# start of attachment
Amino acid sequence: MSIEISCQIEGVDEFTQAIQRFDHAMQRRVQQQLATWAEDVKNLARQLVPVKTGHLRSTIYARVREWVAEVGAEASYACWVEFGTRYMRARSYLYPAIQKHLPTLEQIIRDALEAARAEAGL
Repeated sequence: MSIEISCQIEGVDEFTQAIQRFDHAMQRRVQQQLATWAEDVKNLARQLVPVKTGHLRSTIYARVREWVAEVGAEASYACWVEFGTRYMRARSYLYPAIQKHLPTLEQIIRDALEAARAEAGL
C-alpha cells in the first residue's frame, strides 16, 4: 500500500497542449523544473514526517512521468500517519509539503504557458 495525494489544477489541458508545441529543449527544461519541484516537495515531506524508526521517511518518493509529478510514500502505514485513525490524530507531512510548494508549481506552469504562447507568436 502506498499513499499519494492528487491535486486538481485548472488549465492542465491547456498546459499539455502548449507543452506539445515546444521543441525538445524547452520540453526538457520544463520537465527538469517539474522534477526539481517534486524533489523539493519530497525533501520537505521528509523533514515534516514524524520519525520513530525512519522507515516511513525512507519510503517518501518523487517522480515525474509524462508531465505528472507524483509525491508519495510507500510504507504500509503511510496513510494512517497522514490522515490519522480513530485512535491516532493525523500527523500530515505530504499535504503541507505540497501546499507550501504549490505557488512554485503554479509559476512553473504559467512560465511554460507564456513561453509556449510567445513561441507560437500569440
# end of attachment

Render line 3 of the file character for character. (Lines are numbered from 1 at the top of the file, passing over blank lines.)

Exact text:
C-alpha cells in the first residue's frame, strides 16, 4: 500500500497542449523544473514526517512521468500517519509539503504557458 495525494489544477489541458508545441529543449527544461519541484516537495515531506524508526521517511518518493509529478510514500502505514485513525490524530507531512510548494508549481506552469504562447507568436 502506498499513499499519494492528487491535486486538481485548472488549465492542465491547456498546459499539455502548449507543452506539445515546444521543441525538445524547452520540453526538457520544463520537465527538469517539474522534477526539481517534486524533489523539493519530497525533501520537505521528509523533514515534516514524524520519525520513530525512519522507515516511513525512507519510503517518501518523487517522480515525474509524462508531465505528472507524483509525491508519495510507500510504507504500509503511510496513510494512517497522514490522515490519522480513530485512535491516532493525523500527523500530515505530504499535504503541507505540497501546499507550501504549490505557488512554485503554479509559476512553473504559467512560465511554460507564456513561453509556449510567445513561441507560437500569440